Last year, in November, PayPlaza unveiled a new corporate identity – new brand design, website, and logo.
Founded in 1999 by Jeroen van Glabbeek and Gilbert Gooijer, CM.com connects businesses to people and people to businesses via telecom operators, worldwide payment providers, and messaging channels. It is a listed company (Euronext Amsterdam: CMCOM) and provides conversational commerce services from its cloud platform.
The company provides messaging and voice channels such as SMS, Over The Top (OTT) (e.g. WhatsApp Business, Apple Business Chat, Google RCS, Facebook Messenger, and Viber), Voice API, and SIP. These messaging channels can be combined with cloud platform features, like Ticketing, eSignature, Customer Contact, identity services, and a Customer Data Platform.
CM.com is a licensed Payment Service Provider (PSP) offering card payments, domestic payment methods, and integrated payment methods like WeChat Pay. The company currently employs about 550 people in 20 different countries worldwide.
The Atlassian platform is chock full of data about how a company operates and communicates. Atlassian launched a machine learning layer, which relies on data on the platform with the addition of Atlassian Smarts last fall. Today the company announced it was acquiring Chartio to add a new data analysis and visualization component to the Atlassian family of products. The companies did not share a purchase price.
The company plans to incorporate Chartio technology across the platform, starting with Jira. Before being acquired, Chartio has generated its share of data, reporting that 280,000 users have created 10.5 million charts for 540,000 dashboards pulled from over 100,000 data sources.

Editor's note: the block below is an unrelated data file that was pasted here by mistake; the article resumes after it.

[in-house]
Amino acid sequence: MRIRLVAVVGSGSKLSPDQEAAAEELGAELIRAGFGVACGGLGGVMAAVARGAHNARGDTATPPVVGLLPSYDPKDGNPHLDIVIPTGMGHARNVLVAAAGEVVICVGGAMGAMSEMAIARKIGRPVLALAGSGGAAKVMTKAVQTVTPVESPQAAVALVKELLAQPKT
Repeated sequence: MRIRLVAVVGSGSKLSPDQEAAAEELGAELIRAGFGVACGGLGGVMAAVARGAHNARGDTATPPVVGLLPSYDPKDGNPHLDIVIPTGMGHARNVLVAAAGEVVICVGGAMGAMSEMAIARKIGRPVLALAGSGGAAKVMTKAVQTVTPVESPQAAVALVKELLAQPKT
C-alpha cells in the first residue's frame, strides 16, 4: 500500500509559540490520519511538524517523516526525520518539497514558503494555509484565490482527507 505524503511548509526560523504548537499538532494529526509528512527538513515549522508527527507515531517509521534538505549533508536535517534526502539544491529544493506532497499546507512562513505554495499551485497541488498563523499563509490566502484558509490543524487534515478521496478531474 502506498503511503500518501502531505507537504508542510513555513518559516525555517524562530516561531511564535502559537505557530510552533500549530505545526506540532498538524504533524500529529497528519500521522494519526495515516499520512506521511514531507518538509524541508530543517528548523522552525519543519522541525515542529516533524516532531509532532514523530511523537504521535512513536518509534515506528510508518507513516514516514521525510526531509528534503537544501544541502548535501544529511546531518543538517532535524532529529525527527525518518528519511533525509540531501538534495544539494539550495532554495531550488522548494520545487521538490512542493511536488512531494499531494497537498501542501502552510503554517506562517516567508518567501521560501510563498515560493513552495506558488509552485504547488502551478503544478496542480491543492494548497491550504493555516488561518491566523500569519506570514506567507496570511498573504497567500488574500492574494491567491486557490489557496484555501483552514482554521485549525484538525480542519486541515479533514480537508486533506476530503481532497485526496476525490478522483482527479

Atlassian sees Chartio as way to bring that data visualization component to the platform and really take advantage of the data locked inside its products. “Atlassian products are home to a treasure trove of data, and our goal is to unleash the power of this data so our customers can go beyond out-of-the-box reports and truly customize analytics to meet the needs of their organization,” Zoe Ghani, head of product experience at platform at Atlassian wrote in a blog post announcing the deal.
Chartio co-founder and CEO Dave Fowler wrote in a blog post on his company website that the two companies started discussing a deal late last year, which culminated in today’s announcement. As is often the case in these deals, he is arguing that his company will be better off as part of large organization like Atlassian with its vast resources than it would have been by remaining stand-alone.
“While we’ve been proudly independent for years, the opportunity to team up our technology with Atlassian’s platform and massive reach was incredibly compelling. Their product-led go to market, customer focus and educational marketing have always been aspirational for us,” Fowler wrote.
As for Chartio customers, unfortunately according to a notice on the company website, the product is going to be going away next year, but customers will have plenty of time to export the data to another tool. The notice includes a link to instructions on how to do this.
Chartio was founded in 2010, and participated in the Y Combinator Summer 2010 cohort. It raised a modest $ 8.03 million along the way, according to Pitchbook data.